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Learning in my Own Words: The Right to Home Language and Literacy in Schools

By Sarah CK Moore, University of Maryland College Park, USA



Learning in my Own Words: Global School Disparities


Research recently showed that in low- and middle-income countries, only 37% of students had a strong understanding of the language being used at school. About another 10% come from homes where endangered (typically Indigenous languages) are spoken. These are unlikely to be acquired by younger learners and represent critical global cultural, ecological, and linguistic capital, heightening the importance of their preservation, before the last living speakers are gone.


Students who go to schools where they don’t speak or understand the language do not functionally have access to school curriculum, which means they also do not have opportunities to develop literacy skills. This video illustrates how and why students who don’t understand the languages spoken by their teachers fall behind and ultimately become excluded by schools and teachers themselves.



What Can Help? Language of Instruction Policies


An important approach to rectifying the global inequalities of language access in schools is through creating Language of Instruction (LOI) policies that maintain students’ home languages, or L1. Despite progress made for expanding public schools, if children do not understand the languages used by their teachers, they are far more likely to drop out, less likely to develop strong literacy skills, and lag in all other measures of academic achievement. Conversely, as reported in a 2017 UNESCO publication:


"When the mother tongue is used as the medium of instruction for at least 6–8 years, the results are impressive: enhanced self-confidence, self-esteem and classroom participation by minority children, lower dropout rates, higher levels of academic achievement, longer periods in school, better performance in tests and greater fluency and literacy abilities for minority (and indigenous) children in both the mother tongue and the official or dominant language."



Education in Minority Languages is a Human Right


United Nations Special Rapporteur on minority issues, Fernand de Varennes reported in 2020 that language and education are fundamental to accomplishing Sustainable Development Goal 4 on quality education for all. In his introduction, Varennes stated (p. 5):


"Language is undeniably central to the identity of linguistic minorities. Language also refers to all of the world’s 6,000 or so recognized languages, including sign languages. Language issues are at times among the main grievances that may contribute to toxic environments of exclusion and claims of discrimination in education that can lead to tensions and even conflicts between minorities and authorities, as shown unfortunately in different parts of the world."


Further, de Varennes asserted that (p. 10):


"Inclusive and quality education for members of linguistic minorities means, as far as is practicable, education in their own language. Not using a minority languages as a medium of instruction where it is possible is to provide education but not which is of equal value or effect."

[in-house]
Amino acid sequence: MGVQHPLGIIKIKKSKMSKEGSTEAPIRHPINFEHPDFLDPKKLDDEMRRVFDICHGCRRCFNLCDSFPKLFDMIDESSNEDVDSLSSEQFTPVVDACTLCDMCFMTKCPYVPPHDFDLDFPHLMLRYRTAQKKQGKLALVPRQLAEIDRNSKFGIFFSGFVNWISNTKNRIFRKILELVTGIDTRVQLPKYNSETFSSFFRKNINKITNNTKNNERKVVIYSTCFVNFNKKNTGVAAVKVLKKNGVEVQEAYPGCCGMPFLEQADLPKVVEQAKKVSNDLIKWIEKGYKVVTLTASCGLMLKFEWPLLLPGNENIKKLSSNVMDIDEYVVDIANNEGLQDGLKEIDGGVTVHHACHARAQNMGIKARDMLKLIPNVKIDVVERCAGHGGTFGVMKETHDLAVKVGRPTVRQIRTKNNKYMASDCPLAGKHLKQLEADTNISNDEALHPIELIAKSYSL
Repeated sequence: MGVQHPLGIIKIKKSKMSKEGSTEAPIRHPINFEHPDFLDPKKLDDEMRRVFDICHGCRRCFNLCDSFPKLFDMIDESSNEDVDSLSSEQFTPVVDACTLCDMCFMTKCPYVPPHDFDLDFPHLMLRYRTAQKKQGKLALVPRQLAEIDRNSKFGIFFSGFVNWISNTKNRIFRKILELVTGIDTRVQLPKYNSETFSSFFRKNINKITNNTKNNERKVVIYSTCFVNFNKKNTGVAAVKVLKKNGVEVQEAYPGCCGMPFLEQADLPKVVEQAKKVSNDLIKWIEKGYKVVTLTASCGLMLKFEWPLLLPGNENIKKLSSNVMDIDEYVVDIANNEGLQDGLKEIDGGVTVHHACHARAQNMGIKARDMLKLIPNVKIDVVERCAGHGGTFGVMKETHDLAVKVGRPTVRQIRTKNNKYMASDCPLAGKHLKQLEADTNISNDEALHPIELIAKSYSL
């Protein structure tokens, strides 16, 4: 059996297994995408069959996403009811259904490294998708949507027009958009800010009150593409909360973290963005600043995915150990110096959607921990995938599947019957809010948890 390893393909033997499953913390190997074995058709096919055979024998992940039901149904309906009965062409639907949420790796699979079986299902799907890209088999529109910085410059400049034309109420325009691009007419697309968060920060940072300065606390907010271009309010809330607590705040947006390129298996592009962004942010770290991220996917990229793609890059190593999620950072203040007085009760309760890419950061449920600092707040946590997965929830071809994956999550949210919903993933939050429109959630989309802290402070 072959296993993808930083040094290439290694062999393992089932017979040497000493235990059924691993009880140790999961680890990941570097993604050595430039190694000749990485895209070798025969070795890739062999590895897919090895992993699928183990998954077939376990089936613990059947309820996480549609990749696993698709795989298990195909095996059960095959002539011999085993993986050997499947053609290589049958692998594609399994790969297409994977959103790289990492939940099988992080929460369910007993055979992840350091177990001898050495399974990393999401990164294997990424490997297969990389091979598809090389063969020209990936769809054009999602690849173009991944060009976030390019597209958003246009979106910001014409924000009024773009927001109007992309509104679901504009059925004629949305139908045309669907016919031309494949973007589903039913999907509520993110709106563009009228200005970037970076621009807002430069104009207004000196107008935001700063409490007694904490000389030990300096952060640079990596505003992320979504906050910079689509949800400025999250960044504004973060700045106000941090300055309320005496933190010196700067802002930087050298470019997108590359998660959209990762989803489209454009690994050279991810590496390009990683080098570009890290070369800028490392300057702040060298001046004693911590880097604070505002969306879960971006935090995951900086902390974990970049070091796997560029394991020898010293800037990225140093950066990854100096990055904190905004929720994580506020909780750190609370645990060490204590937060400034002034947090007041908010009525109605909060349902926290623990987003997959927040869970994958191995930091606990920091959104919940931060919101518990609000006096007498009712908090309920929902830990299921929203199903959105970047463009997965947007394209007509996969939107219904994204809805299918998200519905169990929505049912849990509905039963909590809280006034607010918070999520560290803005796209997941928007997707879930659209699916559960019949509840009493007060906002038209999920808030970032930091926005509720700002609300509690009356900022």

Scores of studies from multilingual communities around the world have shown that when children learn in their L1, they out-achieve students who don’t know schools’ LOI. The chart below (p. 17) is one example of academic results in South Africa when students are able to participate in schools where they understand the LOI. When home languages are the same as schools’ LOI, the national average of grade 6 students was 69%, as compared to 32% when students did not understand the LOI.



Practical Recommendations


Nation states and communities must promote LOI policies for mother-tongue and L1 education programs, just like where Oranee Jariyapotngam teaches in Chiangmai, Thailand. Programs should prioritize the following:

  • Use of students’ home languages during the majority of a school day.

  • Teaching content in students’ L1 through at least sixth grade, which is around the age that students become fully proficient in their first language.

  • A robust combination of opportunities for students to use all four language domains—listening, speaking, reading, and writing.

  • Students should be strongly encouraged to develop as readers and writers.

  • Schools should invite family, caregivers, and community members into schools to become teachers and share ways of being, linguistic repertoires, and knowledge construction.

  • If communities are already bi/multilingual, school programs should reflect the natural role of multilingualism for human interaction and communication.

If trained teachers are not available who speak students’ home languages, community members should be invited to lead instruction. If students’ home languages are not yet written, community members should direct, with guidance from linguists and others with similar expertise, creation of written sign systems, so students can also develop L1 literacy skills. As students develop their own linguistic repertoires, multilingualism, and literacy skills, schools should be participatory sites for engagement among all members of local communities. In the long term, primary schools should have articulated multilingual curricula, materials, and pathways to not only secondary, but also postsecondary levels.

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